Seventeen party bus companies were ordered Monday to “cease and desist” after being accused of violating new regulations aimed at reining in rowdyism and violence and preventing them from turning into what one aldermen has called “rolling cemeteries.”
Business Affairs and Consumer Protection Commissioner Rosa Escareno said the 17 companies targeted during a joint operation by her department and Chicago Police were accused of a host of violations.
They range from operating without a license or insurance and failing to hire security guards and install surveillance cameras when alcohol is present to ignoring the requirement to maintain a log of passengers served and stops made.
The targeted companies — and party bus operators issued 34 “administrative notices of violation” — face minimum fines of $1,000 for the first violation and up to $10,000 for repeat offenses.
At a news conference Monday at police headquarters, Escareno said the crackdown was aimed at taking “unlicensed operators and activity off the street in the interest of public safety.”
She also urged consumers to “beware” and make certain the party buses they hire are complying with the tough new ordinance approved by the City Council in mid-April.
“If you are contracting services with an unlicensed operator, your trip will be shut down. … When somebody is not properly licensed, you can lose your money,” Escareno said.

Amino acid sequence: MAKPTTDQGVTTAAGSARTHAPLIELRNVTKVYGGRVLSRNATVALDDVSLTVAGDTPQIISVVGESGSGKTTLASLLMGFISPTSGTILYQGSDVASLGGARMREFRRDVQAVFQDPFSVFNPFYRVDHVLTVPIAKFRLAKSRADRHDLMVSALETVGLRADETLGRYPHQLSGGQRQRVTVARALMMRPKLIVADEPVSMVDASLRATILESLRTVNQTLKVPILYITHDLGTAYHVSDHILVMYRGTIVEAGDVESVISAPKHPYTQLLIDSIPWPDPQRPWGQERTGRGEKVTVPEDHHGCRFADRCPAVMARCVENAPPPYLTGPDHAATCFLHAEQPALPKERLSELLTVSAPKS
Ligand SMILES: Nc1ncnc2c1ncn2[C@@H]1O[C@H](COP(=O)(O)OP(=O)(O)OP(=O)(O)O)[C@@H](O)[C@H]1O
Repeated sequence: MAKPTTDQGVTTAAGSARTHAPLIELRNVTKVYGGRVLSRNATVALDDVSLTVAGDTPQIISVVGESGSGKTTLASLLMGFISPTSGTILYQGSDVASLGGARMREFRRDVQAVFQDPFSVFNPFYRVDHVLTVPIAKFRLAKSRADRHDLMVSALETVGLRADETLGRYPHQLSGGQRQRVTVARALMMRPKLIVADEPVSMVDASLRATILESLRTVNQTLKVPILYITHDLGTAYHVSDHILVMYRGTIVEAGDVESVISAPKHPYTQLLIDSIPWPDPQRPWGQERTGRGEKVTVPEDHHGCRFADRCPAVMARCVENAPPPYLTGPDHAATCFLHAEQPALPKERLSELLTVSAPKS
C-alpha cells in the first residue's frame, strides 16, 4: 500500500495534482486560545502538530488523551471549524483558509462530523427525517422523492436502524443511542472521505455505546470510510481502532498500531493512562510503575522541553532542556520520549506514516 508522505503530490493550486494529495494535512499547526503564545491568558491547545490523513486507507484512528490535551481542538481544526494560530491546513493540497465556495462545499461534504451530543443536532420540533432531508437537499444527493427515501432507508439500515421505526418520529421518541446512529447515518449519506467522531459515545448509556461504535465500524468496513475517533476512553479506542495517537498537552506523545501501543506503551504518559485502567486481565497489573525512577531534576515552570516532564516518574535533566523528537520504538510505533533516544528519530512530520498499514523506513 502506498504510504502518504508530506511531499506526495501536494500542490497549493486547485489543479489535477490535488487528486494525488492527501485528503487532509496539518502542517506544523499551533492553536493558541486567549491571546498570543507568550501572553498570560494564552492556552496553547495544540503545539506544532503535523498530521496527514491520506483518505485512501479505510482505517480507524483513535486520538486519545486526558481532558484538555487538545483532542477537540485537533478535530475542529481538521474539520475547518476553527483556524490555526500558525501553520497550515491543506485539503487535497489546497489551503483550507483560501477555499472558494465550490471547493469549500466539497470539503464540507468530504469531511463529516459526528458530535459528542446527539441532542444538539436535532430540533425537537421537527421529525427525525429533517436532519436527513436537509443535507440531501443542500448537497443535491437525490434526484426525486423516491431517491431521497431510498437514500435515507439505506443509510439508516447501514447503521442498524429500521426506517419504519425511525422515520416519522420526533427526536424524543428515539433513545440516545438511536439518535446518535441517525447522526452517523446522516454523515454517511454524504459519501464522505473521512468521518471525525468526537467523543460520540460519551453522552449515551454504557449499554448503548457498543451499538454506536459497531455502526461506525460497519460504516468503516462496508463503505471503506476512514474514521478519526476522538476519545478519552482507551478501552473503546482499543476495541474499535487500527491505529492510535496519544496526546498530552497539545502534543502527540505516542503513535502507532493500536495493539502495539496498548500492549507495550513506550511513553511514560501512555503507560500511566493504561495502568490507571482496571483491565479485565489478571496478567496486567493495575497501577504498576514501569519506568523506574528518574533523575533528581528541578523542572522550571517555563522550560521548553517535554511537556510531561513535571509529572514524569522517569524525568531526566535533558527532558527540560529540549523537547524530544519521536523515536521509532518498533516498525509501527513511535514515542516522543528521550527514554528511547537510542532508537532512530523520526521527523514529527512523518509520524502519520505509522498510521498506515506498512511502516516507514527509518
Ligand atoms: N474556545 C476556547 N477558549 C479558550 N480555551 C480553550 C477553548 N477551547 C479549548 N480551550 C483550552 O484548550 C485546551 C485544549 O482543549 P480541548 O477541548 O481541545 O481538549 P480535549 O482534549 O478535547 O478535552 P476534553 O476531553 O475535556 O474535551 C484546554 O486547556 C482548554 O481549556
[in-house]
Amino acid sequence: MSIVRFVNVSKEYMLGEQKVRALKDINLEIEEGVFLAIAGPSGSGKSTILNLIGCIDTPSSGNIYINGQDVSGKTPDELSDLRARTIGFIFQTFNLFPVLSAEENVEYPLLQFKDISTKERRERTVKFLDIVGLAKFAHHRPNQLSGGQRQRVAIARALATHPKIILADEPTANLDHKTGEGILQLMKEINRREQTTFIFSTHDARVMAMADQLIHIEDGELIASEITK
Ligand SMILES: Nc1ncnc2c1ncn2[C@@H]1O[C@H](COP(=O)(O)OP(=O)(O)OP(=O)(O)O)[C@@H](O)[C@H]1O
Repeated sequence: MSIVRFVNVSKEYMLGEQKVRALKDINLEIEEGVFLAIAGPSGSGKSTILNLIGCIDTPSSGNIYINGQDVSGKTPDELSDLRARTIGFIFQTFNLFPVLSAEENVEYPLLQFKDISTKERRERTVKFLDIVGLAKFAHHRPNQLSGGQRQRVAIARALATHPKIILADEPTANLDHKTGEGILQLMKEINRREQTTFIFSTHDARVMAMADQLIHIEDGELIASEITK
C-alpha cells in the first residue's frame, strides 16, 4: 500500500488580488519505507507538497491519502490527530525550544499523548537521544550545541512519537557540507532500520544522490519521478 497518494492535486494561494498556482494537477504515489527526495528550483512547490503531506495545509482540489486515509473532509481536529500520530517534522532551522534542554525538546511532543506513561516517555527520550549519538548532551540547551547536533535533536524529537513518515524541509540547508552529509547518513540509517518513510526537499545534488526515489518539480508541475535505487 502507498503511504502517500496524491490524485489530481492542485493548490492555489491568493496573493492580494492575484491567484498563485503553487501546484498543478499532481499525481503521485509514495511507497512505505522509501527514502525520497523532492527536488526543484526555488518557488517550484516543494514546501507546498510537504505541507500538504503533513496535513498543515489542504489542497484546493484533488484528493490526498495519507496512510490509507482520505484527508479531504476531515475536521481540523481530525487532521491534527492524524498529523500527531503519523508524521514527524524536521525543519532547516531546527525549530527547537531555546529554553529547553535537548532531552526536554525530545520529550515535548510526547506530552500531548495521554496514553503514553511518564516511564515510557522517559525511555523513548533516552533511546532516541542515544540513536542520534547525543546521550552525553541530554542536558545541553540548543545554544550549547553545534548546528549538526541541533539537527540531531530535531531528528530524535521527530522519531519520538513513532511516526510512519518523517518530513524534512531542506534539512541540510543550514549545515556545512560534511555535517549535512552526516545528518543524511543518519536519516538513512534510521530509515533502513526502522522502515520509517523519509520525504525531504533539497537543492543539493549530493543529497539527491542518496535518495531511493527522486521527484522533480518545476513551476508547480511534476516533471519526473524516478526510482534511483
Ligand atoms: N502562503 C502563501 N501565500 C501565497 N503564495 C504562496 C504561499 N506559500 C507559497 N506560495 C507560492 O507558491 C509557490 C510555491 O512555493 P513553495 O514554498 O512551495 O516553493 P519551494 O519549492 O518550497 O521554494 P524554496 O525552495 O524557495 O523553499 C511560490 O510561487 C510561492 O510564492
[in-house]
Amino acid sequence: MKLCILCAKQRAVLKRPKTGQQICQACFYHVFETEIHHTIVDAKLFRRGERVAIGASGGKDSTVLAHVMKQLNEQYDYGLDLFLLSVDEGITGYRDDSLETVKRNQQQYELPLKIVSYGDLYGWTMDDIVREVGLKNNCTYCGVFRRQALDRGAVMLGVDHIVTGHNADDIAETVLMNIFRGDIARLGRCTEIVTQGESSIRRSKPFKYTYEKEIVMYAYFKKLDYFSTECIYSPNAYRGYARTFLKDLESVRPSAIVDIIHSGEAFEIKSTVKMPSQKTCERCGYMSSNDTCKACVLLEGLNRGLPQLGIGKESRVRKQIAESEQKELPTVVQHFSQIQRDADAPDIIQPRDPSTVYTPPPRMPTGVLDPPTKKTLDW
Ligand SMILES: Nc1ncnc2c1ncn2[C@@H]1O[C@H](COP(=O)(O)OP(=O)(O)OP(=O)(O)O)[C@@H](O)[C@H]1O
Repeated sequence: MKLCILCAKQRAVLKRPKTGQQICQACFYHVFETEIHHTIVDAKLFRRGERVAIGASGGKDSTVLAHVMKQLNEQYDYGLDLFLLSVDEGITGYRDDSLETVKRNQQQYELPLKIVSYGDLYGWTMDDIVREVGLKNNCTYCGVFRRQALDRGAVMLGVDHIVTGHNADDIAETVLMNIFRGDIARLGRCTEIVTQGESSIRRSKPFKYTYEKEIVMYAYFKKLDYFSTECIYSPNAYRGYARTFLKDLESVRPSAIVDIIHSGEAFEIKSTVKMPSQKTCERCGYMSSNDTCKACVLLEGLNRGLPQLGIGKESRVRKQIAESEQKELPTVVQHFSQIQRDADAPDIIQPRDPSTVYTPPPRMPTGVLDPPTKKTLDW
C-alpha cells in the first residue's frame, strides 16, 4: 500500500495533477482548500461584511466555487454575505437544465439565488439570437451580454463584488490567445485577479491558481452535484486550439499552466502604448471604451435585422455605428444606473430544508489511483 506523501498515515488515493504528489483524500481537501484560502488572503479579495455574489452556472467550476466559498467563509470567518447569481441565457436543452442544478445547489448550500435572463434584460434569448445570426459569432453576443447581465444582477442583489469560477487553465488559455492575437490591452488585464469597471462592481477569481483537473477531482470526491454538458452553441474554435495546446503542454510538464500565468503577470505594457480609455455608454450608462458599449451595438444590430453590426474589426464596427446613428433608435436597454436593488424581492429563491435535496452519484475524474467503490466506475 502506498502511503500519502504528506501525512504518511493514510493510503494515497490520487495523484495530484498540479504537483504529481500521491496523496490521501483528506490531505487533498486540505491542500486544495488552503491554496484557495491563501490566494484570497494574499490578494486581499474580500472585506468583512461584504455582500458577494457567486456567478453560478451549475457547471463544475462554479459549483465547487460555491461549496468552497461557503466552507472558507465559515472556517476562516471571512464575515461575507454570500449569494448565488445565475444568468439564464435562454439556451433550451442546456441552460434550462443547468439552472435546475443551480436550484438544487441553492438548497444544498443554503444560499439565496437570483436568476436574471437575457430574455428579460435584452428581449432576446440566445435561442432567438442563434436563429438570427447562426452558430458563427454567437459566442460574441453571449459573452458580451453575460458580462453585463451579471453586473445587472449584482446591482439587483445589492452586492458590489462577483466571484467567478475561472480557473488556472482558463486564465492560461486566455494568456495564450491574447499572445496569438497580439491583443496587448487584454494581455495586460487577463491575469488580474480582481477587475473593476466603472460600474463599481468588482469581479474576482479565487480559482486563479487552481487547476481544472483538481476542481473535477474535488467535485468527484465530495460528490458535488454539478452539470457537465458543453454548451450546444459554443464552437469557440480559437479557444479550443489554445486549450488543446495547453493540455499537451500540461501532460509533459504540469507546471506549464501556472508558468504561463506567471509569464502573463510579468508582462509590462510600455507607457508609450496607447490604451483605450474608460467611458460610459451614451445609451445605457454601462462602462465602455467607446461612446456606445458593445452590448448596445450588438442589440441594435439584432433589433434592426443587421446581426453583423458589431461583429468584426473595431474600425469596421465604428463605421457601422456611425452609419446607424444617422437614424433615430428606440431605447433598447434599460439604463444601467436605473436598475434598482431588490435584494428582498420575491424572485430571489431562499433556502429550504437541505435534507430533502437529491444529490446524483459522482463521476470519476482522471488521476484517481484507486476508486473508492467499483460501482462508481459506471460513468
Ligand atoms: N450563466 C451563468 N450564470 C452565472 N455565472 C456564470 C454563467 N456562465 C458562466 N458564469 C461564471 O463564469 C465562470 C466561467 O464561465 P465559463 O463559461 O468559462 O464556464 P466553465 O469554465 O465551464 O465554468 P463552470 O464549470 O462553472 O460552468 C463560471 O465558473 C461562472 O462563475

“Consumers need to know that they are putting themselves and others at risk when they do business with unlicensed operators.”
Tony Riccio, the Chicago Police Department’s chief of Organized Crime, said party buses have been a chronic problem.
“We’ve seen gangs — street gangs actually — rent some of these party buses to go bar-hopping essentially. They get off in areas [where] there’s other gangs established over there. … It would lead to fights on the street,” Riccio said.
“We had a shooting up on the North end of the city in the 24th District outside of a Dunkin’ Donuts that stemmed from problems on a charter bus maybe six months ago. So we do see a lot of problems and violence that stems from the fact that they were just completely unregulated.”
Earlier this year, Mayor Rahm Emanuel promised to crack down after 10 shootings and one homicides over the last two years and after three semi-automatic weapons were discovered on an overcrowded party bus. He had to settle for something short of an outright weapons ban because only the Illinois General Assembly can amend the state’s concealed-carry law by adding party buses to the no-guns category.
Party buses with 15 or more passengers that have alcohol on board or make interim stops where alcohol will be consumed were required to hire licensed security guards and install video cameras.